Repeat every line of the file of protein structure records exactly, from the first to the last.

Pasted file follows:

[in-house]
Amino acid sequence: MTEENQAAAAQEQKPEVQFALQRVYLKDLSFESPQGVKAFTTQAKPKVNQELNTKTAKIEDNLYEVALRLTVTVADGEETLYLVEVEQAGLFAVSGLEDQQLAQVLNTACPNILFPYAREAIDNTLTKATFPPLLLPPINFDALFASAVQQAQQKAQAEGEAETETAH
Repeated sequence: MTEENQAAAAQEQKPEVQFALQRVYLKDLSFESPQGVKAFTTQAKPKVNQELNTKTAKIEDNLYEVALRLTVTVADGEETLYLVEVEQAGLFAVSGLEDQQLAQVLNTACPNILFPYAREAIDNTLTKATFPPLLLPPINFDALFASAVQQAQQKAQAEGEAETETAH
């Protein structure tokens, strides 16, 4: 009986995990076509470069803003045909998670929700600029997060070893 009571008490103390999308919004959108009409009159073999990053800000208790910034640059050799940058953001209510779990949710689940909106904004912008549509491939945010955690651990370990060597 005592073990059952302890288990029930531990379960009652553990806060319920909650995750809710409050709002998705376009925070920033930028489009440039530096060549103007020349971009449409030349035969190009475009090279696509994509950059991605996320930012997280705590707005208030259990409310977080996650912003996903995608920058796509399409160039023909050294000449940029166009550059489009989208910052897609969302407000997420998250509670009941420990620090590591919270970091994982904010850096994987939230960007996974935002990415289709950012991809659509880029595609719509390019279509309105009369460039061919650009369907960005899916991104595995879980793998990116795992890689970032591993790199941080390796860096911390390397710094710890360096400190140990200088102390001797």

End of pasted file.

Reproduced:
[in-house]
Amino acid sequence: MTEENQAAAAQEQKPEVQFALQRVYLKDLSFESPQGVKAFTTQAKPKVNQELNTKTAKIEDNLYEVALRLTVTVADGEETLYLVEVEQAGLFAVSGLEDQQLAQVLNTACPNILFPYAREAIDNTLTKATFPPLLLPPINFDALFASAVQQAQQKAQAEGEAETETAH
Repeated sequence: MTEENQAAAAQEQKPEVQFALQRVYLKDLSFESPQGVKAFTTQAKPKVNQELNTKTAKIEDNLYEVALRLTVTVADGEETLYLVEVEQAGLFAVSGLEDQQLAQVLNTACPNILFPYAREAIDNTLTKATFPPLLLPPINFDALFASAVQQAQQKAQAEGEAETETAH
């Protein structure tokens, strides 16, 4: 009986995990076509470069803003045909998670929700600029997060070893 009571008490103390999308919004959108009409009159073999990053800000208790910034640059050799940058953001209510779990949710689940909106904004912008549509491939945010955690651990370990060597 005592073990059952302890288990029930531990379960009652553990806060319920909650995750809710409050709002998705376009925070920033930028489009440039530096060549103007020349971009449409030349035969190009475009090279696509994509950059991605996320930012997280705590707005208030259990409310977080996650912003996903995608920058796509399409160039023909050294000449940029166009550059489009989208910052897609969302407000997420998250509670009941420990620090590591919270970091994982904010850096994987939230960007996974935002990415289709950012991809659509880029595609719509390019279509309105009369460039061919650009369907960005899916991104595995879980793998990116795992890689970032591993790199941080390796860096911390390397710094710890360096400190140990200088102390001797």